From the foregoing description of illustrative examples, it is apparent that the present invention provides devices for illuminating instruments in sealed cases with red colored light and that such devices, necessarily independent of the related instruments, permit viewing of the instrument faces from a wide range of points of view without producing glaring light directed at the observer and without impairing the dark adaptation of the observers eyes. Further, while only one illuminating device constructed in accordance with each of the several embodiments is shown associated with a single instrument, it is to be noted that the square configuration of the various panels 11 permits the side by side arrangement of a plurality of such panels for the purpose of illuminating a series of instruments, such as are usually mounted on an aircraft panel.
While I have illustrated several preferred embodiments of the invention, it is to be understood that the illustrated and described constructions are presented by way of example only, and that many modifications and changes obvious to one skilled in the art may be effected therein without departing from the spirit or scope of the invention as dened in the appended claims.
What I claim is:
l. An instrument illuminating device comprising a sheet of light transmitting material adapted to be mounted in front of an instrument face, masking means on the edges of said sheet and on portions of the front and rear surfaces of the sheet extending to said edges defining uncovered areas of said surfaces through which the instrument face may be viewed, light emitting means dis.
posed at several locations adjacent to the periphery of said sheet and directing light rays toward the center of said uncovered areas of said sheet for illuminating an instrument face therebehind, and additional masking means covering the central portion of said front surface of the light transmitting means and disposed within said uncovered area of said front surface, said additional masking means including a layer of light colored material superposed directly on said sheet and an outer layer of dark colored opaque material superposed on said layer light colored material and coextensive therewith so that light rays impinging against said additional masking means are reflected rearwardly thereby to intensify the illumination at the center of an instrument face viewed through said uncovered areas and to provide uniform intensity of illumination of the face without regard to the distance from said light emitting means.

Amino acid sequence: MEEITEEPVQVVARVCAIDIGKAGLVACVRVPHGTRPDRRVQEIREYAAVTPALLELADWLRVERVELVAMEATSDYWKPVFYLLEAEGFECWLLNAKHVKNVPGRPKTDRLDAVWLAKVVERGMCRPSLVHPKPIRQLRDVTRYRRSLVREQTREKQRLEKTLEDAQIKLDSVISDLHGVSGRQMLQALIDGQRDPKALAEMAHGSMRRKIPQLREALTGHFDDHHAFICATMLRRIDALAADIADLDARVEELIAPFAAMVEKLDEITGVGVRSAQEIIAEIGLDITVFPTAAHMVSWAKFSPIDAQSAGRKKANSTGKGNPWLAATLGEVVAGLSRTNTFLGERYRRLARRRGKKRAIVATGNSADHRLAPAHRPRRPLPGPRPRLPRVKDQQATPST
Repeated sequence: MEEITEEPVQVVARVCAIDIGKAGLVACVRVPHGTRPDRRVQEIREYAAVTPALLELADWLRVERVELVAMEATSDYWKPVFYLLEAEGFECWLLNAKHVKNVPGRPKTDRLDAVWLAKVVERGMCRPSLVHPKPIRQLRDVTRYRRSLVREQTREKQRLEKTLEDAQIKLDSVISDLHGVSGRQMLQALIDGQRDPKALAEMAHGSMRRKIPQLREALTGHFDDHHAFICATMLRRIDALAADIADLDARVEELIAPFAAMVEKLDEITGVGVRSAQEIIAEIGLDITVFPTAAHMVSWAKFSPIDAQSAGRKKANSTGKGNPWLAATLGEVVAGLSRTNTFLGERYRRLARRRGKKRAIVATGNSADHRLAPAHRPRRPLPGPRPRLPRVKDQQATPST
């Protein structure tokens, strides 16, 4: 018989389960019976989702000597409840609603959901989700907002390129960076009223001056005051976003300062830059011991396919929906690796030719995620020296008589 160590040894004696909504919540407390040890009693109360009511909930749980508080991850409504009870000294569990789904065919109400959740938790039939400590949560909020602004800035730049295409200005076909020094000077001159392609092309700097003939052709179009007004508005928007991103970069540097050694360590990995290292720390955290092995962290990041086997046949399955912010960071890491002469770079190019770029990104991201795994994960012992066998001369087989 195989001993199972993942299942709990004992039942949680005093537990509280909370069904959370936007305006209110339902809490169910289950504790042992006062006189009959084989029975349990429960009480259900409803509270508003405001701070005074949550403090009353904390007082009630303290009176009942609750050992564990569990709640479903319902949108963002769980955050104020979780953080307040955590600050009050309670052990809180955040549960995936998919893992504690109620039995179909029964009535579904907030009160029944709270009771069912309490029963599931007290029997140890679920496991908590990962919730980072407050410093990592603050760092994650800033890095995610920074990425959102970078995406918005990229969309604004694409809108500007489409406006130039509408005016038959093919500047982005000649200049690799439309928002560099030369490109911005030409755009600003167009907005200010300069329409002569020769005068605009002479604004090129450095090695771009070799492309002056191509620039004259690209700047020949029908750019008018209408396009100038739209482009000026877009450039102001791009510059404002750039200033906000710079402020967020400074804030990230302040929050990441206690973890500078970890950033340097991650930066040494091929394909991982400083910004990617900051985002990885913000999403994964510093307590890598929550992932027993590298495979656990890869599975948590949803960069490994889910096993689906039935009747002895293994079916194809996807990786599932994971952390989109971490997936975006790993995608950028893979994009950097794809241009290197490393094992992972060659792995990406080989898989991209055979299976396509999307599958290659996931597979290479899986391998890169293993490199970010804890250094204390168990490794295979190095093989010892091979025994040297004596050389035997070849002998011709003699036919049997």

2. An instrument illuminating device as in claim 1; wherein the first mentioned masking means includes an inner layer of light colored material superposed directly on said sheet of light transmitting material for reecting light rays impinging thereagainst, and an outer layer of dark colored, opaque material, the layers of light colored and dark colored materials of said first masking means being coextensive on said front surface of said sheet of light transmitting material, while said layers of light colored and dark colored materials of said rst masking means extend substantially smaller and larger distances, respectively, from said edges at said rear surface than at said front surface of the sheet of light transmitting material, so that the uncovered area of said rear surface is smaller than the uncovered area of said front surface and is bounded by a portion of said opaque dark colored layer of said first masking means which absorbs light rays impinging thereagainst, thereby to prevent forward escape of light, through said uncovered area of the front surface, of light rays impinging against said first masking means at the periphery of said uncovered area of the rear surface.
References Cited in the file of this patent UNITED STATES PATENTS 2,128,246 Hardesty Aug. 30, 1938 2,518,726 Shlenker Aug. 15, 1950 2,602,036 Sullivan July l, 1952 2.723,342 Neugass Nov. 8, 1955 FOREIGN PATENTS 492,258 Great Britain Sept. 12, 1938